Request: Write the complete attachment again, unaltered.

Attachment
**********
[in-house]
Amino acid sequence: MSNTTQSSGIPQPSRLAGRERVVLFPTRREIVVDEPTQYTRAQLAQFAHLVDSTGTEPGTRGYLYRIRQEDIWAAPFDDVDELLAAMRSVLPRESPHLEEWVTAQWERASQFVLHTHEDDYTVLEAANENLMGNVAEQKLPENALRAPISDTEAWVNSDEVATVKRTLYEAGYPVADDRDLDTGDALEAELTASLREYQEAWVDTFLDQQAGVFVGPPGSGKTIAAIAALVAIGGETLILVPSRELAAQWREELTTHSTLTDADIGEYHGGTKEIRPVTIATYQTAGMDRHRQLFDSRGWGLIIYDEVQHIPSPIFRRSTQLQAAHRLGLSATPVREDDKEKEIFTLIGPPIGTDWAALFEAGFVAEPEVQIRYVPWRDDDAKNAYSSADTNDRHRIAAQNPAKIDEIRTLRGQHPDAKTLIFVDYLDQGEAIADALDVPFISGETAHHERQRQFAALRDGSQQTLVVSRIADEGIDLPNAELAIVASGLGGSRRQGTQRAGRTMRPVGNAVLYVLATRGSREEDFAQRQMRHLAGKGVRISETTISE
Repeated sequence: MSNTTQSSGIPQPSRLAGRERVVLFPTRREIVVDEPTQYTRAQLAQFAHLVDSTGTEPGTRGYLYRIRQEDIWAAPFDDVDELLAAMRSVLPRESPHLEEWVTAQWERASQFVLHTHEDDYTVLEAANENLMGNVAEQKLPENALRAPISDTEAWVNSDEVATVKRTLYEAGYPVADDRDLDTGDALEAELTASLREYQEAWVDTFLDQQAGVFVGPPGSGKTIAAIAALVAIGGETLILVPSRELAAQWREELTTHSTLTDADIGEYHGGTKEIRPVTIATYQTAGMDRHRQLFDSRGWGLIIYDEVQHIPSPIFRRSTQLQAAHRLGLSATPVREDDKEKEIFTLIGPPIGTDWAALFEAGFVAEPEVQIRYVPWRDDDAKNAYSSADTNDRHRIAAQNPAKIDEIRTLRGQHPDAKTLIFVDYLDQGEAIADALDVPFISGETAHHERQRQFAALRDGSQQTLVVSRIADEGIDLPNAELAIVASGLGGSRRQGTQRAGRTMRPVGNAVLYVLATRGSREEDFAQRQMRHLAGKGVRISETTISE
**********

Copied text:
[in-house]
Amino acid sequence: MSNTTQSSGIPQPSRLAGRERVVLFPTRREIVVDEPTQYTRAQLAQFAHLVDSTGTEPGTRGYLYRIRQEDIWAAPFDDVDELLAAMRSVLPRESPHLEEWVTAQWERASQFVLHTHEDDYTVLEAANENLMGNVAEQKLPENALRAPISDTEAWVNSDEVATVKRTLYEAGYPVADDRDLDTGDALEAELTASLREYQEAWVDTFLDQQAGVFVGPPGSGKTIAAIAALVAIGGETLILVPSRELAAQWREELTTHSTLTDADIGEYHGGTKEIRPVTIATYQTAGMDRHRQLFDSRGWGLIIYDEVQHIPSPIFRRSTQLQAAHRLGLSATPVREDDKEKEIFTLIGPPIGTDWAALFEAGFVAEPEVQIRYVPWRDDDAKNAYSSADTNDRHRIAAQNPAKIDEIRTLRGQHPDAKTLIFVDYLDQGEAIADALDVPFISGETAHHERQRQFAALRDGSQQTLVVSRIADEGIDLPNAELAIVASGLGGSRRQGTQRAGRTMRPVGNAVLYVLATRGSREEDFAQRQMRHLAGKGVRISETTISE
Repeated sequence: MSNTTQSSGIPQPSRLAGRERVVLFPTRREIVVDEPTQYTRAQLAQFAHLVDSTGTEPGTRGYLYRIRQEDIWAAPFDDVDELLAAMRSVLPRESPHLEEWVTAQWERASQFVLHTHEDDYTVLEAANENLMGNVAEQKLPENALRAPISDTEAWVNSDEVATVKRTLYEAGYPVADDRDLDTGDALEAELTASLREYQEAWVDTFLDQQAGVFVGPPGSGKTIAAIAALVAIGGETLILVPSRELAAQWREELTTHSTLTDADIGEYHGGTKEIRPVTIATYQTAGMDRHRQLFDSRGWGLIIYDEVQHIPSPIFRRSTQLQAAHRLGLSATPVREDDKEKEIFTLIGPPIGTDWAALFEAGFVAEPEVQIRYVPWRDDDAKNAYSSADTNDRHRIAAQNPAKIDEIRTLRGQHPDAKTLIFVDYLDQGEAIADALDVPFISGETAHHERQRQFAALRDGSQQTLVVSRIADEGIDLPNAELAIVASGLGGSRRQGTQRAGRTMRPVGNAVLYVLATRGSREEDFAQRQMRHLAGKGVRISETTISE